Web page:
Somewhere Out There: Sustainable Development and Direct Experiences

Patrick Shannon is a third year law student at McGill University, and the layout editor for the JSDLP.

Our Editor in Chief, Jessica Magonet, started off Saturday’s Arctic Law Colloquium with a story from her trip to the Arctic through the Students on Ice Program. For her, the experience was a jarring confrontation between the vast, empty frontier most people think of when they imagine the arctic, and the complex and beautiful region that actually exists. This psychological disconnect is at the heart of many crises in sustainable development.

Adults should be encouraged to confront the natural world and the impact of human behaviour on it. The Columbia Icefields, seen from Wilcox Pass, Alberta, original photo by Patrick Shannon

Adults should be encouraged to confront the natural world and the impact of human behaviour on it. The Columbia Icefields, seen from Wilcox Pass, Alberta, original photo by Patrick Shannon

In “The Natural Contract,” Michel Serres offers a distinctly psychological portrait of the climate crisis, describing with a certain acerbic resignation our “individual cultures […] living only indoors […] piled up in cities […] indifferent to the climate, except during vacations when we rediscover the world in an arcadian and clumsy way, naively polluting what we do not know, which rarely hurts us and never worries us” (at p. 3).

These are difficult words to swallow, but they are perhaps a necessary slap in the face to those of us who continue to struggle against Canada’s transformation into a petrostate. If we continue to ignore the psychosocial disconnect between our 21st century culture and the world groaning beneath the weight of our civilizations, we are certain to fail in any attempt at selling the promise of sustainable development. This is particularly important in a psychological milieu so entirely dominated by western consumerism. The Canadian consumer is carefully guarded from the long-term impacts of her purchases. Brand profiles are constructed to exclude anything that might sour the idealized lifestyles these products promise to buyers.The realities of the world have not changed since the advent of the television advertisement and marketing firm. Human beings are still dependent on this planet for their survival. What has changed is that, for the first time in centuries, the vast majority of our species are entirely unaware of even the most basic impacts their everyday choices will have on the earth. This knowledge has been excised from our collective consciousness to the extent that even something as simple as a meal purchased from the local supermarket has become a mystery.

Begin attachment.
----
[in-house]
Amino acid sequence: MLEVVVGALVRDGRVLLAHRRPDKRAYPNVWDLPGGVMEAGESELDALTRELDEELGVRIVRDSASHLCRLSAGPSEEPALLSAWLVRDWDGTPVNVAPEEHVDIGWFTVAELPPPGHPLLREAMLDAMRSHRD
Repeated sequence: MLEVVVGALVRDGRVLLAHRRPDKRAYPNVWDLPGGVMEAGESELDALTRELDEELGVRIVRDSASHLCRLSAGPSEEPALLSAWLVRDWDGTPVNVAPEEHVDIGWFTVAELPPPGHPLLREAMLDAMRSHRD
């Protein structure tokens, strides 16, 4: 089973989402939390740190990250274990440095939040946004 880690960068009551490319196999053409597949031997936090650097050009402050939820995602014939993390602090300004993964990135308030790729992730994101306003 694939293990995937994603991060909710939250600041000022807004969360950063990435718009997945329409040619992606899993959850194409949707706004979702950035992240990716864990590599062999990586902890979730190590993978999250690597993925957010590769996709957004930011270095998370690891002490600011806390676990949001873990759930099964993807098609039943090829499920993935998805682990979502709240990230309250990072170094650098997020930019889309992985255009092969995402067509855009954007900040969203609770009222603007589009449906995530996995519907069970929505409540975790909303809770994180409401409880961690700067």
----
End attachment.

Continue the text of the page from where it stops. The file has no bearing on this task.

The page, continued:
A vast empty frontier? An inlet off the Davis Straight, near Auyuittuq National Park, Nunavut, August 2010. Original photo by Jessica Magonet.

A vast empty frontier? An inlet off the Davis Straight, near Auyuittuq National Park, Nunavut, August 2010. Original photo by Jessica Magonet.

The eco-feminism that emerged during the 1980s acknowledged the need to examine the importance of our psychological standpoint. In the words of Greta Gaard, foundational texts like Carolyn Merchant’s The Death of Nature and Rachel Carson’s Silent Spring sought to bring light to “the linked oppressions of gender, ecology, race, species, and nation” (at p. 28).

This vacuum of human contact with the natural world is a roadblock on the path to convincing Canadians that our relationship with the environment is one that needs repairing. For students, a solution could involve the integration of experiential learning into their curriculum. Adults should be encouraged to confront the natural world and the impact of human behaviour on it. In the realm of international policy, the inclusion of sub-national and experiential expertise into the deliberations of governing bodies like the Arctic Council is a necessary step towards acknowledging the importance of a human perspective.

Michael Bayers, challenging people to go out and see for themselves the beauty of the arctic, to really get to know the people who call it home at the JSDLP Arctic Law Colloquium on offshore resources and international governance, 25 January 2014. Photo courtesy of Patrick Shannon.

Michael Byers, challenging people to go out and see for themselves the beauty of the arctic, to really get to know the people who call it home at the JSDLP Arctic Law Colloquium on offshore resources and international governance, 25 January 2014. Photo courtesy of Patrick Shannon.

For my part, I am committed to encouraging the JSDLP’s mission to include a plurality of voices and perspectives. Although the journal has strong editorial standards, it has always recognized that firsthand experience and a diversity of content is just as important as Academic rigour. In the latest edition of our journal, The Honourable Eva Aariak, Former Premier of Nunavut, provides her unique insight into the impact of the melting arctic on Nunavut hunters. I would invite anyone with experience to share to submit an article to our team. Michael Byers, in his talk during last week’s colloquium, provided a powerful piece of advice. He encouraged everyone to go out and see for herself the beauty of the arctic, to really get to know the people who call it home. Once the gap between information and experience has been bridged, the science and policy of sustainable development will never read the same way again.

 

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